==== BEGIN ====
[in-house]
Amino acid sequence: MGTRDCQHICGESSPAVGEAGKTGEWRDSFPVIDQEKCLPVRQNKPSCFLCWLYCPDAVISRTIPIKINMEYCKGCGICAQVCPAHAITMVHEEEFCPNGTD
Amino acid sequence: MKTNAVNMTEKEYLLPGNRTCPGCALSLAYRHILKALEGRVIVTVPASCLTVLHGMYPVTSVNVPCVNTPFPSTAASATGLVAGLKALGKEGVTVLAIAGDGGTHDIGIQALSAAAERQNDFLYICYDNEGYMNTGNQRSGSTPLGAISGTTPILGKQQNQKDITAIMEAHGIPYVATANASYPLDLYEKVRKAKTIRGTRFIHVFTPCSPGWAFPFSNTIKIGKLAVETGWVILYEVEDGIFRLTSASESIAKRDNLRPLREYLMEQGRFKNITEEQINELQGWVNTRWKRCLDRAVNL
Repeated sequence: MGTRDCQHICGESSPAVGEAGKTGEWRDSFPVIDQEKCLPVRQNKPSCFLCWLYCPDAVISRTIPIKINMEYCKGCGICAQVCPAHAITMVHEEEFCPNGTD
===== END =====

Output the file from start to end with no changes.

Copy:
[in-house]
Amino acid sequence: MGTRDCQHICGESSPAVGEAGKTGEWRDSFPVIDQEKCLPVRQNKPSCFLCWLYCPDAVISRTIPIKINMEYCKGCGICAQVCPAHAITMVHEEEFCPNGTD
Amino acid sequence: MKTNAVNMTEKEYLLPGNRTCPGCALSLAYRHILKALEGRVIVTVPASCLTVLHGMYPVTSVNVPCVNTPFPSTAASATGLVAGLKALGKEGVTVLAIAGDGGTHDIGIQALSAAAERQNDFLYICYDNEGYMNTGNQRSGSTPLGAISGTTPILGKQQNQKDITAIMEAHGIPYVATANASYPLDLYEKVRKAKTIRGTRFIHVFTPCSPGWAFPFSNTIKIGKLAVETGWVILYEVEDGIFRLTSASESIAKRDNLRPLREYLMEQGRFKNITEEQINELQGWVNTRWKRCLDRAVNL
Repeated sequence: MGTRDCQHICGESSPAVGEAGKTGEWRDSFPVIDQEKCLPVRQNKPSCFLCWLYCPDAVISRTIPIKINMEYCKGCGICAQVCPAHAITMVHEEEFCPNGTD